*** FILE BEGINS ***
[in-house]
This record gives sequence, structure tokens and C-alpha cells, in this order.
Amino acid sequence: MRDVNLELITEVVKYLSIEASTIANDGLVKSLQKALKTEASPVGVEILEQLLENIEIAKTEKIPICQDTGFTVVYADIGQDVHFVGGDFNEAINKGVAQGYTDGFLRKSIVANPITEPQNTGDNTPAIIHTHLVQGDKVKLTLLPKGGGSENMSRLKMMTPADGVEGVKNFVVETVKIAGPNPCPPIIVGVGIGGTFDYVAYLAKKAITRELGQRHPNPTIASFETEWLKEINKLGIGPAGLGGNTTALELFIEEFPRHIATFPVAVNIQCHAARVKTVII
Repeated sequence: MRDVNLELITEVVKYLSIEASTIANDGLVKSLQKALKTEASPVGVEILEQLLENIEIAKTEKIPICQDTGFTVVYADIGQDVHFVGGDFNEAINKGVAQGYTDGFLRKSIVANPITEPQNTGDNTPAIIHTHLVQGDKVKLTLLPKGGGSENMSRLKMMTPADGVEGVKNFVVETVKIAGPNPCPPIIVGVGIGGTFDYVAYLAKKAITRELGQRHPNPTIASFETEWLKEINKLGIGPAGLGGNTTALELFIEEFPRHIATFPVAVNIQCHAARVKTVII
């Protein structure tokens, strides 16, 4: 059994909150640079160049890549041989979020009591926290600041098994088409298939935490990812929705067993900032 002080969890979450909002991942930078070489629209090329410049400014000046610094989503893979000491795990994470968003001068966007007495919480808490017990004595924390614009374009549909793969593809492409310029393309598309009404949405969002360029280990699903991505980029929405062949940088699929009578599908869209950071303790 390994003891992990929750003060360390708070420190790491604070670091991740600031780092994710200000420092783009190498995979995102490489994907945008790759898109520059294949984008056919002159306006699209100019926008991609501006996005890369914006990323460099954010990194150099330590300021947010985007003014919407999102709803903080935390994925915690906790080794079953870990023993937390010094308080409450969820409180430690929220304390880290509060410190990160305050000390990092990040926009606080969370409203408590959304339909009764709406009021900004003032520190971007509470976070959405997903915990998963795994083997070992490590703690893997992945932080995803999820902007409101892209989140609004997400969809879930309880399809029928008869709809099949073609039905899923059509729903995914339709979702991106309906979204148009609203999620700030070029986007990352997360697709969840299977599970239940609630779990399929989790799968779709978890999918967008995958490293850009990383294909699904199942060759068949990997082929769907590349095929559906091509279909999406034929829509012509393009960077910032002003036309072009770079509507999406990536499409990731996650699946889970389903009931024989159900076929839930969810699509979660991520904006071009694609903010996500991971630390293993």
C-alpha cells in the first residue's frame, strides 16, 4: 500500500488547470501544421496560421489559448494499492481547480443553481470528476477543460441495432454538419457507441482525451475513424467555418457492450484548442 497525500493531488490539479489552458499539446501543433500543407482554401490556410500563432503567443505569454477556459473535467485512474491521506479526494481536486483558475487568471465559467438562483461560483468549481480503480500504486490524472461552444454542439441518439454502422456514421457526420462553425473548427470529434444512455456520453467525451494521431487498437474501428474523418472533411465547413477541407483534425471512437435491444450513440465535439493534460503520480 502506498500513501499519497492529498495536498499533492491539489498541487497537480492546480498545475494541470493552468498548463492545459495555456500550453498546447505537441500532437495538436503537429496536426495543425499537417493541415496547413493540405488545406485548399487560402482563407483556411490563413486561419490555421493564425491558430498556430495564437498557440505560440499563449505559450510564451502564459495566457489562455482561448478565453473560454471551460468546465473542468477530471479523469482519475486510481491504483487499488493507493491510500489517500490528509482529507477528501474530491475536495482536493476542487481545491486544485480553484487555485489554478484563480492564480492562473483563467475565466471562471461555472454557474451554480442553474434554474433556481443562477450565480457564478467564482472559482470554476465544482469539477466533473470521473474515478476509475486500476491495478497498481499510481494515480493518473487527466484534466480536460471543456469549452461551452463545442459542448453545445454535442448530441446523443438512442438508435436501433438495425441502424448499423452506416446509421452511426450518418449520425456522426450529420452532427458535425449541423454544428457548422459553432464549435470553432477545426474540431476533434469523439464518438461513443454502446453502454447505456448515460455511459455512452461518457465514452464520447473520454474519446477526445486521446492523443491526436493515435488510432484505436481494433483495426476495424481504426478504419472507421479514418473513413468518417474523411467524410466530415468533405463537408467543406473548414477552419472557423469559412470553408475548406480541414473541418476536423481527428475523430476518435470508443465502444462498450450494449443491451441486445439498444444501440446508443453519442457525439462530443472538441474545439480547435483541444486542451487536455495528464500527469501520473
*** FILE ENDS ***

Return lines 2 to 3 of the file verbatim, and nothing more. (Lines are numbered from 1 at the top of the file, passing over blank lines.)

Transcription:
This record gives sequence, structure tokens and C-alpha cells, in this order.
Amino acid sequence: MRDVNLELITEVVKYLSIEASTIANDGLVKSLQKALKTEASPVGVEILEQLLENIEIAKTEKIPICQDTGFTVVYADIGQDVHFVGGDFNEAINKGVAQGYTDGFLRKSIVANPITEPQNTGDNTPAIIHTHLVQGDKVKLTLLPKGGGSENMSRLKMMTPADGVEGVKNFVVETVKIAGPNPCPPIIVGVGIGGTFDYVAYLAKKAITRELGQRHPNPTIASFETEWLKEINKLGIGPAGLGGNTTALELFIEEFPRHIATFPVAVNIQCHAARVKTVII